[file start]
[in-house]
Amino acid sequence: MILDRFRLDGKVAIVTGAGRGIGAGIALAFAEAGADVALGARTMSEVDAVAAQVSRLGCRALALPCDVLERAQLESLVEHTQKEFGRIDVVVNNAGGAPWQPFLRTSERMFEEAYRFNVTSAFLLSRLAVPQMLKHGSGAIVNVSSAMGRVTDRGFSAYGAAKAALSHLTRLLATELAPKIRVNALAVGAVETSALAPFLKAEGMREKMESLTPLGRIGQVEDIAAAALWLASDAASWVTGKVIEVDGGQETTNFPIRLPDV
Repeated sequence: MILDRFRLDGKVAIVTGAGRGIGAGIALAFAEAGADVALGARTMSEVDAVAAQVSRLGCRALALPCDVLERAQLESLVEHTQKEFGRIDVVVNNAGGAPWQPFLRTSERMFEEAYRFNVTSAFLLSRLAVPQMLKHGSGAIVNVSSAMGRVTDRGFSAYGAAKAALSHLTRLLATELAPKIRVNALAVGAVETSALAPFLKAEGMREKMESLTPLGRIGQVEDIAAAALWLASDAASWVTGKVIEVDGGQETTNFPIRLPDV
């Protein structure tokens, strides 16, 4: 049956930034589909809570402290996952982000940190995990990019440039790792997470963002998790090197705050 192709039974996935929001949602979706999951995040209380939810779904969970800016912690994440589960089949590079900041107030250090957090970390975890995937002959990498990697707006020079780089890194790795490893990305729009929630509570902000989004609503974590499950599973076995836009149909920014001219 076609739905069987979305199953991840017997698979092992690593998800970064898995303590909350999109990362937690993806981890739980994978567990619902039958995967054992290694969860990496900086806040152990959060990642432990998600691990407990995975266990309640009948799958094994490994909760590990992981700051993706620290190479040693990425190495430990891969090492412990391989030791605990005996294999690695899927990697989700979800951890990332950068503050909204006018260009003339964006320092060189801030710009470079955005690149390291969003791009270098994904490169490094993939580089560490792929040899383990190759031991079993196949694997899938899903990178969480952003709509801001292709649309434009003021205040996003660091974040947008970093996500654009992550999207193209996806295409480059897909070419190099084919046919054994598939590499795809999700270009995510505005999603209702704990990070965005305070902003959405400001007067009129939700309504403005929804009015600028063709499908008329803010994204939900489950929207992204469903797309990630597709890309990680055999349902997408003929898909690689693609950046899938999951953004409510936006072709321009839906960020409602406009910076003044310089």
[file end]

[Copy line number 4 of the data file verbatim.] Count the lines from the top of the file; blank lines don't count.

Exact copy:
């Protein structure tokens, strides 16, 4: 049956930034589909809570402290996952982000940190995990990019440039790792997470963002998790090197705050 192709039974996935929001949602979706999951995040209380939810779904969970800016912690994440589960089949590079900041107030250090957090970390975890995937002959990498990697707006020079780089890194790795490893990305729009929630509570902000989004609503974590499950599973076995836009149909920014001219 076609739905069987979305199953991840017997698979092992690593998800970064898995303590909350999109990362937690993806981890739980994978567990619902039958995967054992290694969860990496900086806040152990959060990642432990998600691990407990995975266990309640009948799958094994490994909760590990992981700051993706620290190479040693990425190495430990891969090492412990391989030791605990005996294999690695899927990697989700979800951890990332950068503050909204006018260009003339964006320092060189801030710009470079955005690149390291969003791009270098994904490169490094993939580089560490792929040899383990190759031991079993196949694997899938899903990178969480952003709509801001292709649309434009003021205040996003660091974040947008970093996500654009992550999207193209996806295409480059897909070419190099084919046919054994598939590499795809999700270009995510505005999603209702704990990070965005305070902003959405400001007067009129939700309504403005929804009015600028063709499908008329803010994204939900489950929207992204469903797309990630597709890309990680055999349902997408003929898909690689693609950046899938999951953004409510936006072709321009839906960020409602406009910076003044310089």